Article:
Prevalence and comorbidities of autism among children referred to the outpatient clinics for neurodevelopmental disorders

  • Davin Mbeya Mpaka
  • Daniel Luwa E-Andjafono Okitundu
  • Ally Omba Ndjukendi
  • Adelin Mankubu N’situ
  • Sebastien Yabassi Kinsala
  • Joachim Ebwel Mukau
  • Valentin Malanda Ngoma
  • Esperance Kashala-Abotenes
  • Samuel Ma-Miezi-Mampunza
  • Annick Vogels
  • Jeans Steyaert

Abstract

Introduction: autism spectrum disorders (ASD) is a neurodevelopmental disorder that has been rarely diagnosed in Sub-Saharan Africa. Although a proportion of children do present features of ASD in the Democratic Republic of Congo (DRC), little is known about it prevalence. Often, the co-morbidities constitute the upfront symptoms and therefore may it recognition and management difficult, aggravating as such the prognosis. The present study therefore aimed at studying the clinical profile of autism spectrum disorder (ASD) and the associated morbidities among children and adolescents in outpatient clinics in Kinshasa, the Democratic Republic of Congo. Methods: we conducted a cross sectional study in the three outpatients centers receiving patients referred for neurodevelopmental disorders in Kinshasa, DRC, from June 2008 to June 2010. A total of 450 subjects aged from 1-18 years old were referred and included in the study. The clinical diagnosis for ASD was made using the DSM-IV-R and the ADIR. Co-morbidities were identified using DSM-IV-R criteria together with an extensive clinical interview and observation. All patients were subject to an intellectual quotient evaluation and an electroencephalogram reporting. Results: of the 450 subjects referred, 120 (29.3%) received the diagnosis of ASD, with boys outnumbering girls (OR 3:1. The mean age was 7.9 years (SD 3.4) (p< 0.001). Intellectual disability (75.83 %) and epilepsy (72.50%) were the main co-morbidities significantly associated with autism (p< 0.001). It was also found that co-morbidities were most frequent in subjects with an IQ<70 (p=0.05). Conclusion: ASD is frequent among patients referred for neurodevelopmental disorders in the three outpatients’ centers for neurodevelopmental disorders in Kinshasa. Males seem to be more affected than female. The main co-morbidities were epilepsy and intellectual disabilities. Our findings suggest that it is important to screen for ASD and co-morbidities among all subjects referred for neurodevelopmental disorders and to undertake survey on ASD in various structures of rejected children from the society in Kinshasa DRC. This will help to identify and manage ASD and associated co-morbidities at an early stage for a better prognosis.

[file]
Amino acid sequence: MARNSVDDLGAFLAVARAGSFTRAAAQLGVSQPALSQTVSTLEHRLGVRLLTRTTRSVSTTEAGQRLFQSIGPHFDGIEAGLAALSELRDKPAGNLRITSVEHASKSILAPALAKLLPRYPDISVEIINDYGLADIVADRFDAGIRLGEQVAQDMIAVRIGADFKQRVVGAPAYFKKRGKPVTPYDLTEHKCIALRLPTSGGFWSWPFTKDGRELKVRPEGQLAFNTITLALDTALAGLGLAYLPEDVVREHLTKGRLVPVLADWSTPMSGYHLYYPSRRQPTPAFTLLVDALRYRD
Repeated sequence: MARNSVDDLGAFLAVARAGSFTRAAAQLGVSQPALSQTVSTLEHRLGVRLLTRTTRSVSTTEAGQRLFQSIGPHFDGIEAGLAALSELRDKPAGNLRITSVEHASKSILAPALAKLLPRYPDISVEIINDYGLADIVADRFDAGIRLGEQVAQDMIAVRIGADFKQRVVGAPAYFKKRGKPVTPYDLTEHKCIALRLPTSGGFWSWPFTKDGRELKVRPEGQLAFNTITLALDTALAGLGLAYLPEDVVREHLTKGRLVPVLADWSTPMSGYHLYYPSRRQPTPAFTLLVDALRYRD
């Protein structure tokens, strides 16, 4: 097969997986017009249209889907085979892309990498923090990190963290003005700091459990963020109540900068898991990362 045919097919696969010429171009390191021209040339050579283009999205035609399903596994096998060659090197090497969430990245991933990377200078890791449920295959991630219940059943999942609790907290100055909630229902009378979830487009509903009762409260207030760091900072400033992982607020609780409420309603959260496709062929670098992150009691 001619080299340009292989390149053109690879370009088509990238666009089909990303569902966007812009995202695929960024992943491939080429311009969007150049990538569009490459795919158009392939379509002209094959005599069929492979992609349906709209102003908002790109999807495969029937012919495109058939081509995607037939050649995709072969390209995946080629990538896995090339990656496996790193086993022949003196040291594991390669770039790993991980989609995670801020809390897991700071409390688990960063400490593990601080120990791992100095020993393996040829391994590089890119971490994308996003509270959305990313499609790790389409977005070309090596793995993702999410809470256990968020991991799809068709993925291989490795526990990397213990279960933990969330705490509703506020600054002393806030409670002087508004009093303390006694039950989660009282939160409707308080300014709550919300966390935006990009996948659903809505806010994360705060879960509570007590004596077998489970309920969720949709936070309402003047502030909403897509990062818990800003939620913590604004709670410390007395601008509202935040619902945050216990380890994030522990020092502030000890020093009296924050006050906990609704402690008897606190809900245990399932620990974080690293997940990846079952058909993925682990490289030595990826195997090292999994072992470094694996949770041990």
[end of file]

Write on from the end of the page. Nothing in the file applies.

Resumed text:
The Pan African Medical Journal 2016;25

Author Biographies

Davin Mbeya Mpaka
Department of psychiatry, Center for Neuro- Psycho- Pathology, School of Medicine, University of Kinshasa, Democratic Republic of the Congo
Daniel Luwa E-Andjafono Okitundu
Department of Neurology, Center for Neuro- Psycho- Pathology, School of Medicine, University of Kinshasa, Democratic Republic of the Congo
Ally Omba Ndjukendi
Department of psychiatry, Center for Neuro- Psycho- Pathology, School of Medicine, University of Kinshasa, Democratic Republic of the Congo
Adelin Mankubu N’situ
Department of psychiatry, Center for Neuro- Psycho- Pathology, School of Medicine, University of Kinshasa, Democratic Republic of the Congo
Sebastien Yabassi Kinsala
Department of psychiatry, Center for Neuro- Psycho- Pathology, School of Medicine, University of Kinshasa, Democratic Republic of the Congo
Joachim Ebwel Mukau
National University of Pedagogy and Center for Assessment and Intervention for Children with mental Handicap and/or Autism, Democratic Republic of the Congo
Valentin Malanda Ngoma
Department of psychiatry, Center for Neuro- Psycho- Pathology, School of Medicine, University of Kinshasa, Democratic Republic of the Congo
Esperance Kashala-Abotenes
Department of Neurology, Center for Neuro- Psycho- Pathology, School of Medicine, University of Kinshasa, Democratic Republic of the Congo; Centre for International Health, Department of Global Public Health and Primary Care, University of Bergen, Bergen, Norway
Samuel Ma-Miezi-Mampunza
Department of psychiatry, Center for Neuro- Psycho- Pathology, School of Medicine, University of Kinshasa, Democratic Republic of the Congo
Annick Vogels
Katholieke Universiteit Leuven (KUL)
Jeans Steyaert
Katholieke Universiteit Leuven (KUL)
Published
2016-11-02
Section
Articles

Journal Identifiers


eISSN: 1937-8688